Appeal from the Circuit Court of Cook County; the Hon. Kenneth
C. Prince, Judge, presiding.
JUSTICE MCGLOON DELIVERED THE OPINION OF THE COURT:
Plaintiff, Harold Gary, appeals an order dismissing with prejudice his proposed "Amendment to Complaint." On appeal, plaintiff argues the trial court erred in holding the proposed amendment was barred by the statute of limitations.
On February 26, 1980, plaintiff filed a four-count complaint against Joe Roth Truck Parts & Sales, Inc. (defendant), and Great Lakes Air Brakes, Inc. (Great Lakes). Basically, plaintiff's complaint alleged that on June 15, 1979, defendant repaired a truck belonging to plaintiff. In the course of those repairs, defendant distributed to plaintiff a defective air brake manufactured by Great Lakes. On December 21, 1979, plaintiff was injured when the air brake exploded. Count I of plaintiff's complaint sounded in negligence against defendant in performing the repairs to plaintiff's truck. Count II sounded in strict liability in tort against defendant for distributing a defective air brake. Count III sounded in negligence against Great Lakes in manufacturing the air brake, and count IV sounded in strict liability in tort against Great Lakes for manufacturing a defective air brake.
On April 6, 1983, count II was dismissed with prejudice pursuant to section 2 of "An Act in relation to liability * * * based on strict liability in tort" (Ill. Rev. Stat. 1981, ch. 110, par. 802). Plaintiff was granted 28 days to file an amended complaint. On July 19, 1983, plaintiff filed an amendment to his original complaint alleging a cause of action against defendant for breach of implied warranty in defendant's sale of the air brake. (See Ill. Rev. Stat. 1983, ch. 26, par. 2-315.) The trial court dismissed plaintiff's proposed count V, holding it alleged a new cause of action barred by the applicable four-year statute of limitations. See Ill. Rev. Stat. 1983, ch. 26, par. 2-725.
The parties agree that plaintiff's proposed amendment alleging a cause of action for breach of implied warranty is barred by the appropriate statute of limitations unless the amendment "relates back" to the time of filing the original complaint. The operative provision of the Code of Civil Procedure provides that an amendment can relate back to the filing of the original complaint if "it appears from the original and amended pleadings that the cause of action asserted in the amended pleading grew out of the same transaction or occurrence set out in the original pleading * * *." Ill. Rev. Stat. 1983, ch. 110, par. 2-616(d)(5).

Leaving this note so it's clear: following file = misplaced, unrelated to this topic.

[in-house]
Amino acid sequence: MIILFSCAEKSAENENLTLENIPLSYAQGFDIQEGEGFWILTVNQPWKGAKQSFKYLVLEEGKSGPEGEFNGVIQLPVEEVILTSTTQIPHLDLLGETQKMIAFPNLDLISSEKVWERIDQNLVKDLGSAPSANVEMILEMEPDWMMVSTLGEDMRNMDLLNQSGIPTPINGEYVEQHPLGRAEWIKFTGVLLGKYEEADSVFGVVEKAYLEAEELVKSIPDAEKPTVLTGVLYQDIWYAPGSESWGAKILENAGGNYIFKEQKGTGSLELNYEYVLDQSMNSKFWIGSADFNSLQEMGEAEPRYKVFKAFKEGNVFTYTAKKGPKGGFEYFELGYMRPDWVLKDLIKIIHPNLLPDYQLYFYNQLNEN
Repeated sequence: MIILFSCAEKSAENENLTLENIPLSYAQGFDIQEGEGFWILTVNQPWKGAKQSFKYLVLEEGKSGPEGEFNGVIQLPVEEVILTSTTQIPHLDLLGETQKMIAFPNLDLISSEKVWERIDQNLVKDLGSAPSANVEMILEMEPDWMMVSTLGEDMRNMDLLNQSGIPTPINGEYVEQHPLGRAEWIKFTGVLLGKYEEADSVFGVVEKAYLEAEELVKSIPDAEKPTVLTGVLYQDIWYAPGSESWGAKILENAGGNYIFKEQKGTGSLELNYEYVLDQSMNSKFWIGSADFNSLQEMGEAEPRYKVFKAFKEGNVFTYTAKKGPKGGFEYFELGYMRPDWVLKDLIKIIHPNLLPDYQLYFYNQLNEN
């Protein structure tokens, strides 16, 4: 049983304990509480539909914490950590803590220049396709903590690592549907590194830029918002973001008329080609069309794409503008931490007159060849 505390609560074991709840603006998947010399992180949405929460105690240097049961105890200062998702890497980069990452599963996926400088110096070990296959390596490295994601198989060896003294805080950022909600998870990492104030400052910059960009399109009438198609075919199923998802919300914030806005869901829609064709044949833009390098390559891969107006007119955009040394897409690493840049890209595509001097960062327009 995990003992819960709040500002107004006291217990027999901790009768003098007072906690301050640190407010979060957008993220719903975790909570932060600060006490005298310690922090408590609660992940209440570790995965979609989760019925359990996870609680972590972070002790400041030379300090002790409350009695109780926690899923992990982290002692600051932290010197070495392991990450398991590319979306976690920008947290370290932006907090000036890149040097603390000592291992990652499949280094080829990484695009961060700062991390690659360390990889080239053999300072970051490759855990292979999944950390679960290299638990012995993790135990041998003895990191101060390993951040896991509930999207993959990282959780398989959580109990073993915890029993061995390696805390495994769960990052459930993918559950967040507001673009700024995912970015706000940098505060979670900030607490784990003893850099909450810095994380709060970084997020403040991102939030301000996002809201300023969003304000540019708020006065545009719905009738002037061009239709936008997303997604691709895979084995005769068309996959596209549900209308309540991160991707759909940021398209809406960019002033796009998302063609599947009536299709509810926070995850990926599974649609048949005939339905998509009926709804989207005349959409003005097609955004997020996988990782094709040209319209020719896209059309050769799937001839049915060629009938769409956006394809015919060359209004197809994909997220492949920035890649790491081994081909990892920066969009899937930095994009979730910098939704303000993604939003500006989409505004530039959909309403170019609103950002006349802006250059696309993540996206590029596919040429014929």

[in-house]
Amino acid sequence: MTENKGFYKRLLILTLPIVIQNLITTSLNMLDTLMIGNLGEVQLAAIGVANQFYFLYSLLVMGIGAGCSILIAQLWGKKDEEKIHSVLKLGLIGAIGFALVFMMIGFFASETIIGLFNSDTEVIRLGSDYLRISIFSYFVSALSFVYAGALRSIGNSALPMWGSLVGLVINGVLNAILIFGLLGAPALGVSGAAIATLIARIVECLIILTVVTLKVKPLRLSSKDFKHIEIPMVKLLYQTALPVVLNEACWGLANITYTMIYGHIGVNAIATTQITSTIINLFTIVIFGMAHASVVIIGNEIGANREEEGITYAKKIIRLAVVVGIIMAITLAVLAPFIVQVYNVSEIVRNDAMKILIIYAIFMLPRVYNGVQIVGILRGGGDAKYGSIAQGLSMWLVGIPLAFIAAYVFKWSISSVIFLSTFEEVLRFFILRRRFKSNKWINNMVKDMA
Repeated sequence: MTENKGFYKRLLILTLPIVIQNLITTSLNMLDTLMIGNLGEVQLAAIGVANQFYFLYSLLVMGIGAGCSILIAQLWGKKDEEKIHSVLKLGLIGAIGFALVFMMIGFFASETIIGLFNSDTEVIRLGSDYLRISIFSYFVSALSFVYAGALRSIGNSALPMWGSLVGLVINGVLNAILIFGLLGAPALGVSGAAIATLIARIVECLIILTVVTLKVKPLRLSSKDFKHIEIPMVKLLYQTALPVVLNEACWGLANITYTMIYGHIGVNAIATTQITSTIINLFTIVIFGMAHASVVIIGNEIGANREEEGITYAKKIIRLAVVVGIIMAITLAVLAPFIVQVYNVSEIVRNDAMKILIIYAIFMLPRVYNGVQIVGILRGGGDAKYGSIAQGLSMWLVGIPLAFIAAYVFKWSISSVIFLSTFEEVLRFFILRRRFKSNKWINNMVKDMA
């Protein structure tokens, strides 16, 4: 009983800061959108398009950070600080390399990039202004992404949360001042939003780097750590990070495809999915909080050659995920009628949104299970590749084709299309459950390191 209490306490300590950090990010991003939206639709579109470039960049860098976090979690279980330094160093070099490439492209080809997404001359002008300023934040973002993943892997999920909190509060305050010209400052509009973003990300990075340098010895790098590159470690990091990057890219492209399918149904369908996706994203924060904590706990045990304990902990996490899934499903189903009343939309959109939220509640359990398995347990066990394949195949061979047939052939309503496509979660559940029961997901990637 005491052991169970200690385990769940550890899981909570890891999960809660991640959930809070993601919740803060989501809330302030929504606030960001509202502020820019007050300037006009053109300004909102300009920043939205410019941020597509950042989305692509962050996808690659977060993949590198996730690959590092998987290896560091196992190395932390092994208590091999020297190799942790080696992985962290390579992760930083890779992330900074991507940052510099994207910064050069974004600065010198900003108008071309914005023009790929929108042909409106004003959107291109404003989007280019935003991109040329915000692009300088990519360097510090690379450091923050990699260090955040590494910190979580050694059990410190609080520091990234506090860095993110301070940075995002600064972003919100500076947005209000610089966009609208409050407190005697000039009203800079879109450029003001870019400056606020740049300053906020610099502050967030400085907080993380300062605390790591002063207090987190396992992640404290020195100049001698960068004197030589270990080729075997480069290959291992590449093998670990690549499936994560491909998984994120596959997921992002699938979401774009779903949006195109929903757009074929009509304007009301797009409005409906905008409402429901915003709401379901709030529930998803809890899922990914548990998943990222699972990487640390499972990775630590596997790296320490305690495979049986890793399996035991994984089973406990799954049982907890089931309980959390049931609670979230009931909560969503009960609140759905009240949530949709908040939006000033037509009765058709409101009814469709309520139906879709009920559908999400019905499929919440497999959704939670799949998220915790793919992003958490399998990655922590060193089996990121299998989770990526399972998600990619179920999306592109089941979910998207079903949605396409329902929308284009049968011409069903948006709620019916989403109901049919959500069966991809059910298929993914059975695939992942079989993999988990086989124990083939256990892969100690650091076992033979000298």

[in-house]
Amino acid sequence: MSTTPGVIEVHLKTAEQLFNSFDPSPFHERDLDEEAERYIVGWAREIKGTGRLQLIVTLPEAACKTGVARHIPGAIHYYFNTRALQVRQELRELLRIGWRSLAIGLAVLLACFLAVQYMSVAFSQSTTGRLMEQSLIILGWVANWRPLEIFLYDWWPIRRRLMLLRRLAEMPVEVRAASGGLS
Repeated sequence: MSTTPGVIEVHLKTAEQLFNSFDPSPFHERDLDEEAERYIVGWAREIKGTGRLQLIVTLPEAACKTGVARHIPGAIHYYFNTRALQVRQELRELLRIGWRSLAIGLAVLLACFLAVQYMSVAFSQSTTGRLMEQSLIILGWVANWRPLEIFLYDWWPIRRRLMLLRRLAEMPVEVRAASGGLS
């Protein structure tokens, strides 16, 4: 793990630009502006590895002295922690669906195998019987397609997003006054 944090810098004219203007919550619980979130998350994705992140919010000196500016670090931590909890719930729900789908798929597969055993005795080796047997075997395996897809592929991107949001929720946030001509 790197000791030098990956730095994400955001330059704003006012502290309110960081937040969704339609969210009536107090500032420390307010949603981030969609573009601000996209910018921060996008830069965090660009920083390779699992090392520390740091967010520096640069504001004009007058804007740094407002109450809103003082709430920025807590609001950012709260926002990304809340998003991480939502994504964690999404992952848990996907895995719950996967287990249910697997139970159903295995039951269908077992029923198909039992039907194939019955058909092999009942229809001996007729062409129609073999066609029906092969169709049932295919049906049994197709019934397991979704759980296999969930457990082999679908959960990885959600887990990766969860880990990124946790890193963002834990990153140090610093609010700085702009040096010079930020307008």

Thus, the issue before this court is whether the cause of action against defendant for breach of implied warranty arises out of the same transaction or occurrence as the causes of action based on negligence and product liability as set out in the original complaint. We believe that it does.
In Halberstadt v. Harris Trust & Savings Bank (1973), 55 Ill.2d 121, 302 N.E.2d 64, the supreme court held that an amendment alleging a cause of action based on the Structural Work Act related back to the original complaint sounding in negligence. Similarly, in M.J. McCarthy Motor Sales Co. v. Van C. Argiris & Co. (1979), 78 Ill. App.3d 725, 396 N.E.2d 1253, we held that the plaintiff's amendment alleging a cause of action for fraud related back to the original complaint alleging unjust enrichment. Therefore, in McCarthy, we allowed a cause of action sounding in tort to relate back to the original cause of action sounding in contract. In McCarthy, we stressed that defendant could not claim surprise and prejudice at the newly alleged cause of action:
"Though recovery was based solely on the theory of unjust enrichment, the complaint sufficiently smacked of fraud so as to afford defendants a sufficient opportunity to investigate the factors upon which liability was based without being prejudiced by the filing of the second amendment to the complaint which alleged fraud and conspiracy to commit fraud." 78 Ill. App. 725, 732.
In the case at bar, the original complaint and amendment alleged a common set of facts. Basically, plaintiff alleged that defendant performed repairs on plaintiff's truck, that defendant distributed to plaintiff an air brake, and that the brake later exploded, causing plaintiff's injuries. We believe the original complaint adequately informed defendant of facts upon which defendant could investigate the claim in the amendment. From the original complaint defendant realized that plaintiff was alleging the particular air brake was defective and exploded. Under such an allegation, defendant could certainly anticipate plaintiff could also allege the air brake was unfit for the particular purpose for which it was purchased.
Thus, the case at bar is inapposite from Smetzer v. County of La Salle (1977), 53 Ill. App.3d 741, 368 N.E.2d 933, appeal denied (1978), 67 Ill.2d 596. In Smetzer, plaintiff originally alleged employees of defendant negligently put salt on the road, causing plaintiff to slide out of control. Plaintiff proposed an amendment alleging employees of defendant were negligent in failing to cut weeds at the intersection. We disallowed the proposed amendment because it alleged totally different behavior by different people. Therefore, defendant could "properly claim surprise" at the new allegations. Furthermore, defendant was not alerted to preserve evidence which could aid its defense.
On the contrary, in the case at bar, once defendant was aware plaintiff was claiming negligence in repairs and a defect in the air brake, defendant would try to preserve the same evidence it would need to defend plaintiff's new claim of breach of implied warranty.
For the foregoing reasons, the judgment of the circuit court of Cook County is reversed ...